What’s it all about?:
Anne Boleyn: A King’s Obsession by bestselling historian Alison Weir, author of Katherine of Aragon: The True Queen, is the second captivating novel in the Six Tudor Queens series. An unforgettable portrait of the ambitious woman whose fate we know all too well, but whose true motivations may surprise you. Essential reading for fans of Philippa Gregory and Elizabeth Chadwick.
‘Weir is excellent on the little details that bring a world to life’ Guardian
The young woman who changed the course of history.
Fresh from the palaces of Burgundy and France, Anne draws attention at the English court, embracing the play of courtly love.
But when the King commands, nothing is ever a game.
Anne has a spirit worthy of a crown – and the crown is what she seeks. At any price.
ANNE BOLEYN. The second of Henry’s Queens. Her story.
History tells us why she died. This powerful novel shows her as she lived.
SIX TUDOR QUEENS. SIX NOVELS. SIX YEARS.
What did I think?:
Alison Weir has been for the longest time now in my eyes, the queen of historical non-fiction and I was delighted when she began writing historical fiction especially as her new project is focused on one of my favourite time periods in history – the Tudor period in England. This will take the form of six novels over six years, one for each wife of the inimitable Henry VIII. The first book, Katherine Of Aragon: The True Queen came out last year and was utterly brilliant so I was incredibly excited to be approved by NetGalley to read the second novel, Anne Boleyn: A King’s Obsession when it was published in May of this year. Thank you so much to them and the publishers, Headline for this opportunity and for a copy of the novel in return for an honest review.
Anne Boleyn: A King’s Obsession was everything I was hoping it would be coupled with being a huge surprise and delight to read. Drawing on new research available, the author shows us a different side to Anne, certainly a shocking turnabout from how she is often portrayed in history. It’s true that Anne Boleyn doesn’t have the best reputation in the world. She embarked on an affair with Henry VIII while he was still married to Katherine Of Aragon, an affair that continued for many, many years and led to a number of upsets and permanent changes in England as a result of their relationship, particularly in Henry’s break with the Roman Catholic church. Henry was finally set free of the shackles of his marriage to Katherine, which he had become convinced was an abomination in the eyes of God as she had been originally his deceased brother Arthur’s wife. These shackles were not removed willingly however by Katherine, she was determined until her last breath that she was the true Queen of England and their marriage was right and lawful and it was only her death that allowed Henry and Anne to become (legally) husband and wife.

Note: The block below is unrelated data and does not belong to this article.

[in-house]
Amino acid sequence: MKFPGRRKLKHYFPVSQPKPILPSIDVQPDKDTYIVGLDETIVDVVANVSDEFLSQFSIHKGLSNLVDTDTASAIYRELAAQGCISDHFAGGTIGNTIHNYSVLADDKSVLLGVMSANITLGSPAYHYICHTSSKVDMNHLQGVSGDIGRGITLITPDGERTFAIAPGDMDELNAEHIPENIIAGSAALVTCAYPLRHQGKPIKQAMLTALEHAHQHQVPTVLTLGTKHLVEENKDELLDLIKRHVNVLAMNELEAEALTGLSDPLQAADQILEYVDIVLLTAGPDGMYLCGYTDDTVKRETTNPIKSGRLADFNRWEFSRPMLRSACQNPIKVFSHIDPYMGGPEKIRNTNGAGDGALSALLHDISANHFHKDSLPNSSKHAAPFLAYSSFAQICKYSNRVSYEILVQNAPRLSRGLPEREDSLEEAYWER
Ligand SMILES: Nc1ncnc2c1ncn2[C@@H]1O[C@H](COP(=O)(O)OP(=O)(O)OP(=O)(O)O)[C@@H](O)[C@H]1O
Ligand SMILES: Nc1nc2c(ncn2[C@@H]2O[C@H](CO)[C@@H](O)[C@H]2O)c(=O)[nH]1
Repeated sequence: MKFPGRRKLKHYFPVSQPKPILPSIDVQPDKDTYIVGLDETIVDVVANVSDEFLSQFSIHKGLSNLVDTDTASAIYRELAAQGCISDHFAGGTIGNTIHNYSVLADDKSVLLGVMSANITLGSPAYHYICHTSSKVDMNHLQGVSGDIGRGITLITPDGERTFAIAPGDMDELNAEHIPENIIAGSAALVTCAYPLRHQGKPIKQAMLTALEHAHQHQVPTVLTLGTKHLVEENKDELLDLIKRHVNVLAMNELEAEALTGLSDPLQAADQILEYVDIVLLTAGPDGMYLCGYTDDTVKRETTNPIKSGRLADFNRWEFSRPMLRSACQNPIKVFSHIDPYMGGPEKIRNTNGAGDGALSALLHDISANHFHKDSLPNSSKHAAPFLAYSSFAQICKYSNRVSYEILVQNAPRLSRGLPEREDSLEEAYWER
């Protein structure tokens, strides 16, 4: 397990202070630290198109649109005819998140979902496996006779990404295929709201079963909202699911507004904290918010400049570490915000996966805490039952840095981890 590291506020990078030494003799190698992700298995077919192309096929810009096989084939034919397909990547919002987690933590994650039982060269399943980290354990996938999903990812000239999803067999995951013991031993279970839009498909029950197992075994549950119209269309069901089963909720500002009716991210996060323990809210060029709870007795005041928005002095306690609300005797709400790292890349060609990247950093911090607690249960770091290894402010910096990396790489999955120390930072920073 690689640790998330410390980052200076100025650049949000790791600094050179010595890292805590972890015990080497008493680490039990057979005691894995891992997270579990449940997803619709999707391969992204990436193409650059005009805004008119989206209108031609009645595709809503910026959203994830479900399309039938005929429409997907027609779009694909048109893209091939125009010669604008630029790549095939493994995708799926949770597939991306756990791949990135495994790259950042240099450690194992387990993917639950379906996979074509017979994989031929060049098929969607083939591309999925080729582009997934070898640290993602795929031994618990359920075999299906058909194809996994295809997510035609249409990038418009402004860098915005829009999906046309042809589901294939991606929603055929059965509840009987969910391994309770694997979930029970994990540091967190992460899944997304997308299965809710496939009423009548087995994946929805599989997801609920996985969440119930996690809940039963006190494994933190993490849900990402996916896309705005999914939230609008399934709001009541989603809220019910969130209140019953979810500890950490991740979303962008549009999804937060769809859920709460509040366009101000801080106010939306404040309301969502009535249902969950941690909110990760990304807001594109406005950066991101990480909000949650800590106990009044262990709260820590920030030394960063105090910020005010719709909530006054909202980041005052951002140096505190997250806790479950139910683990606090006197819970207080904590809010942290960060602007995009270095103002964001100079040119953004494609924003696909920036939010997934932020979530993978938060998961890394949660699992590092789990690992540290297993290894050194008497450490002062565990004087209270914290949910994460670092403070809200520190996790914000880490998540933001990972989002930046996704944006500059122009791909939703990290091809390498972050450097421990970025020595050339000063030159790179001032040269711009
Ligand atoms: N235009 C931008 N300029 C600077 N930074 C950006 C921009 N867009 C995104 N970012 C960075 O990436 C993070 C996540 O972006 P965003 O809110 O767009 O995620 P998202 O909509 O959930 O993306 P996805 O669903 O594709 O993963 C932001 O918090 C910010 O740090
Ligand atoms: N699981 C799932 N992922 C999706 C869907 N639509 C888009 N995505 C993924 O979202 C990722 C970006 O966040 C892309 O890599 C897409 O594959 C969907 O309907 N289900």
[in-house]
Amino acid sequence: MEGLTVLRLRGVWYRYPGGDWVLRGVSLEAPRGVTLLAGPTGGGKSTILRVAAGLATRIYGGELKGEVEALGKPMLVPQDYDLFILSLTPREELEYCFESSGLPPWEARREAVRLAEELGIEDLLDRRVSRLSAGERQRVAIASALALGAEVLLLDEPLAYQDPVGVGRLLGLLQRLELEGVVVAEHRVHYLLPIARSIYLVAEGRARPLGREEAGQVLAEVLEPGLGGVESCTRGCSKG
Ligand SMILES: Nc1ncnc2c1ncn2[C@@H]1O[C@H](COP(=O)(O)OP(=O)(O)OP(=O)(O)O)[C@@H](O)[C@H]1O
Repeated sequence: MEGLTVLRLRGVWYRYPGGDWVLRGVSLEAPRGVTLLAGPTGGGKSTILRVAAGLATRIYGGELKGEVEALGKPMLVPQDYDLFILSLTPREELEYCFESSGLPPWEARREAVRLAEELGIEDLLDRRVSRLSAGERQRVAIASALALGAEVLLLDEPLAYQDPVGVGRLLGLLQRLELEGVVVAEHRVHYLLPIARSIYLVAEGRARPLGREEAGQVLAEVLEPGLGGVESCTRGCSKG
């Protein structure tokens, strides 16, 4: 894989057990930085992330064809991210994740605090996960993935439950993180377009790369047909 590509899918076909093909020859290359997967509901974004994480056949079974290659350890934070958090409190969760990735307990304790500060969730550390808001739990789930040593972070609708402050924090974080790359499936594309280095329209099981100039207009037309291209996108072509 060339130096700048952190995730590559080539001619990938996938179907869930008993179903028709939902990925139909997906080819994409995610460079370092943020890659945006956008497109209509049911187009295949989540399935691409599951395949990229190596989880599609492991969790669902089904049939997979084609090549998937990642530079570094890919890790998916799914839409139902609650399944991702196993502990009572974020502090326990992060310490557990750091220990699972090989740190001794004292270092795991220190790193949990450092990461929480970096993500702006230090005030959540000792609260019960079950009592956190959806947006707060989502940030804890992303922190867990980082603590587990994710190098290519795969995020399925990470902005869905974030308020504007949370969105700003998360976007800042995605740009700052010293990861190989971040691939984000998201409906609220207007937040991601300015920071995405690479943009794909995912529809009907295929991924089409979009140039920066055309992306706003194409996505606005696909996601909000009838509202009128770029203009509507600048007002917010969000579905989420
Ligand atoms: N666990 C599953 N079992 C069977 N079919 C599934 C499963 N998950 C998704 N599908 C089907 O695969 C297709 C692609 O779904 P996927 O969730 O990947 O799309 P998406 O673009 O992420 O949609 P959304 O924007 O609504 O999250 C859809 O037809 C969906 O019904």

It is not too long however before Henry once again begins to question the validity of his marriage with Anne. She has given him one child, Elizabeth but no male heirs that he was so desperate for and certain that Anne would provide. Then the rumours start to circulate. From musicians in Anne’s chamber, to old flames and even her own brother, Henry is persuaded into believing that the innocent girl he met and fell in love with may not be so innocent as he thought.
I’m presuming we all know how the story ends? I have to say, even though I knew exactly what was going to happen, I still felt an odd sort of hope of a reprieve for Anne at the very end. It’s quite silly really, especially when I have read a couple of different accounts (fiction and non-fiction) of the events and it ends the way it truthfully did all those years ago. However, I became so attached to Anne as a character that it was hard to let her go at the end. She was a flawed, stubborn and sometimes quite precious person but I admired her ambition and determination and the way she took quite a feminist stance on a few issues, entirely alien at that time of history, something I had no idea about and found a very welcome addition to the story. Let’s just talk about her opinions and feelings towards Henry as well? Let me just say I did not see that coming! In other accounts I have read, Henry and Anne are both deeply in love with each other. So, to have it suggested that this may not necessarily have been the case was fascinating and very exciting to read as a result. Alison Weir exhibits a true mastery in re-telling the stories of the Tudor reign and her Six Tudor Queens series is really exceeding all my expectations. Do I really have to wait a whole year before reading about the next wife, Jane Seymour?
Would I recommend it?:
But of course!
Star rating (out of 5):